We work in a world of teams.
The importance of teams in business today is undeniable. We rely on teams more than ever before. Think about your day-to-day communications – meetings, phone calls, emails, and instant messaging. We are in continuous communication with our teammates all day.
Teams have caused more complications as they have become more complex, span geographies, and are more remote. Navigating relationships between teams and within teams is more difficult today. The lack of critical interpersonal skills is more evident than ever in today’s workplace.
How many types of teams do you work with in your current position? Think about departmental teams, project teams, cross-functional teams, management teams, global teams, and matrix teams. Teams are everywhere!
The reality of teamwork in 2022.
A recent Wiley Study based on insights from over 20,000 employees highlights the following grim statistics:
- No trust with team members: Nearly 4 in 5 people reports that their team members are typically not willing to acknowledge their weaknesses to one another, which highlights the pervasive lack of vulnerability-based trust throughout the workplace.
- No commitment to decisions: More than half of teams usually leave meetings without everyone committing to agreed-upon decisions. That means employees will likely struggle to find meaning or motivation in their work, and the team’s results will suffer.
- No accountability for poor results: When a team fails to achieve its collective goals, roughly 3 in 5 people report that their team members often refuse to take personal responsibility to improve their team’s performance in the future. An unwillingness to examine errs and the opportunity for improvement—or, worse, blaming coworkers for problems—is a recipe for mediocre team performance.
The “people tax” leaders pay, and its financial impact is astonishing.
Poor productivity and toxic work culture abounds in many organizations. This is the “people tax” leaders pay in terms of poor productivity and excessive turnover.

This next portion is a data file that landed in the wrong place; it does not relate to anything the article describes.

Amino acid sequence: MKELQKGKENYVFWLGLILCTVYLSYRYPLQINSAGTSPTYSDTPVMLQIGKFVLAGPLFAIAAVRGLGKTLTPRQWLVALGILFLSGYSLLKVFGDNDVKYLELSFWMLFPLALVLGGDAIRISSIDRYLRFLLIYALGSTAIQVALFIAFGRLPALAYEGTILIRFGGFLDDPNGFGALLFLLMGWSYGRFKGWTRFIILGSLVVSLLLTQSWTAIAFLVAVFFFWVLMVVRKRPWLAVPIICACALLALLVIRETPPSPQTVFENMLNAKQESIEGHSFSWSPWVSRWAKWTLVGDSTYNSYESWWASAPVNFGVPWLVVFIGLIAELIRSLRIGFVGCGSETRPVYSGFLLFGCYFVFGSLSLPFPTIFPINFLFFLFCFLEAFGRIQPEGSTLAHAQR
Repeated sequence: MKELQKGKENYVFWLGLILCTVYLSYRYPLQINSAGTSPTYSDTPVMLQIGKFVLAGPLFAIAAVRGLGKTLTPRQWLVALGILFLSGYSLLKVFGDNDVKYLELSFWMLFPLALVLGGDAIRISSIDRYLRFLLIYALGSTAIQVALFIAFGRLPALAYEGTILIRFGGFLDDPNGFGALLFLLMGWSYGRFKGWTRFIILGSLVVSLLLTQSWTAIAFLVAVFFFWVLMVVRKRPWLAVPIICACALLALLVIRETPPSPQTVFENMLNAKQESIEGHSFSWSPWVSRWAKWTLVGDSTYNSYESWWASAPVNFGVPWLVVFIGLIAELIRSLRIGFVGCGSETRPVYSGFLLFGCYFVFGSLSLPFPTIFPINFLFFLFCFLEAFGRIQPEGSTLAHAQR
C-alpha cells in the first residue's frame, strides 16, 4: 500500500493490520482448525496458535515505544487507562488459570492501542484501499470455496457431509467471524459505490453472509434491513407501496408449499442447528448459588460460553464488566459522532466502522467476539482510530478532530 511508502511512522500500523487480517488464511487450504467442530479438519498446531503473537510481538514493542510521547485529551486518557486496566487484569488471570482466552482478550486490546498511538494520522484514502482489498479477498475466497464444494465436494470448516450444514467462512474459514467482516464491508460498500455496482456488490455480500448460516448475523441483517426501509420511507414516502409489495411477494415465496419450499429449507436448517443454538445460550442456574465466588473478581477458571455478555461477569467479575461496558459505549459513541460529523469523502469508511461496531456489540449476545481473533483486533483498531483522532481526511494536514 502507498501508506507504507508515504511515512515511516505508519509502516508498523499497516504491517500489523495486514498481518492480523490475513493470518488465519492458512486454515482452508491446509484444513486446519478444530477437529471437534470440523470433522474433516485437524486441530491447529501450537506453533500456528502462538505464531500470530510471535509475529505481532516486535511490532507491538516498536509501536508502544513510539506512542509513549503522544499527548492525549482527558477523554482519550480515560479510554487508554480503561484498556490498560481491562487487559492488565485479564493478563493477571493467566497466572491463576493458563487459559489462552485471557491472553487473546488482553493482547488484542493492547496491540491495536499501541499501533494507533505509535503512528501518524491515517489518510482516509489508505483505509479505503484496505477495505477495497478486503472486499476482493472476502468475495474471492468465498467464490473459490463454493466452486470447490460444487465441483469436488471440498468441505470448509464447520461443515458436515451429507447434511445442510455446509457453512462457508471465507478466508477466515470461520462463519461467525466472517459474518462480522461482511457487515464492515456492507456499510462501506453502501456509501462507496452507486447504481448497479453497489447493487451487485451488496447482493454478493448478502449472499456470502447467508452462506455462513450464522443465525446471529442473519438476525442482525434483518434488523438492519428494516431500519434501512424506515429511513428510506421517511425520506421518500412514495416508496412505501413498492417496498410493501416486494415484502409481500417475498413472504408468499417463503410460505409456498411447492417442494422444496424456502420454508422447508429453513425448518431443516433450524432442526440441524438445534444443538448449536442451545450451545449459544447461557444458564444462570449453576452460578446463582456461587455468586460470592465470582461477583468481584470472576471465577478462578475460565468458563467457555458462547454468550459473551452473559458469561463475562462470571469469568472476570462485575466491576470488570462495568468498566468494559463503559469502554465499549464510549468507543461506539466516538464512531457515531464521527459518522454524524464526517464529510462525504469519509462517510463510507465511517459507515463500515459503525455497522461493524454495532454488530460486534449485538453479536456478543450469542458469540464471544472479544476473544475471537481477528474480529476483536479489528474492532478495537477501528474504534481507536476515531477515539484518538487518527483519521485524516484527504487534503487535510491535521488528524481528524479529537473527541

On average, employees spend two full months each year cleaning up the messes created by ineffective teamwork. Productivity nosedives.
This translates to more stress and the culture becomes more toxic leading to more turnover. In fact, the Wiley Study has shown that 42% of employees leave their jobs due to bad team experiences.
How do we reverse the tide of dysfunctional teams?
The work performed in any business is defined by the Management Operating System and the Human System. One without the other leads to poor business performance. A thriving business requires both.
And teams are the foundation of the Human System. Unfortunately, leaders invest inordinate amounts of time on the process and technology to support a viable Management Operating System while commonly overlooking the Human System. Hence, leaders pay a stiff penalty in “people tax.”
We can reverse the tide of dysfunctional teams by addressing the lack of trust, commitment, and accountability.
Our solution to eliminate dysfunction and build highly performing teams.
Step #1: Believe in yourself as a leader and lead the necessary change. All too often, leaders resign themselves to untenable situations caused by toxic culture, bickering teammates, a sense of doom. Leader’s lead, they recognize the issues at hand and act. Ignoring the problem exists or failure to act once recognized is a leader’s biggest challenge.
Step #2: Define the case for change in financial terms for your area of responsibility. Frequently we find the “people tax” from team dysfunction is a six- or seven-digit financial impact. Think about the impact to your bottom line.
Step #3: Get professional help. You need to use tools and methods that are designed to fix team dysfunction. You can read all the latest books, go to the latest seminars, but until you determine exactly where the gaps are and how to address them, you are just wasting precious time. Face it, you wouldn’t have this problem in the first place if you already had all the answers. Unfortunately, we know this to be true because the vast majority of our clients come to us after their problems have become unbearable. Don’t wait!
Step #4: Rally your team. Have a sit down with your team and explain your concerns. Open up the dialogue and begin to instill greater levels of accountability. Remember, they want their leader to lead. Often times, teams will embrace a leader’s case for change. It is a good opportunity to get their thoughts and a chance for them to be part of the solution. This will help you gain allies and more momentum.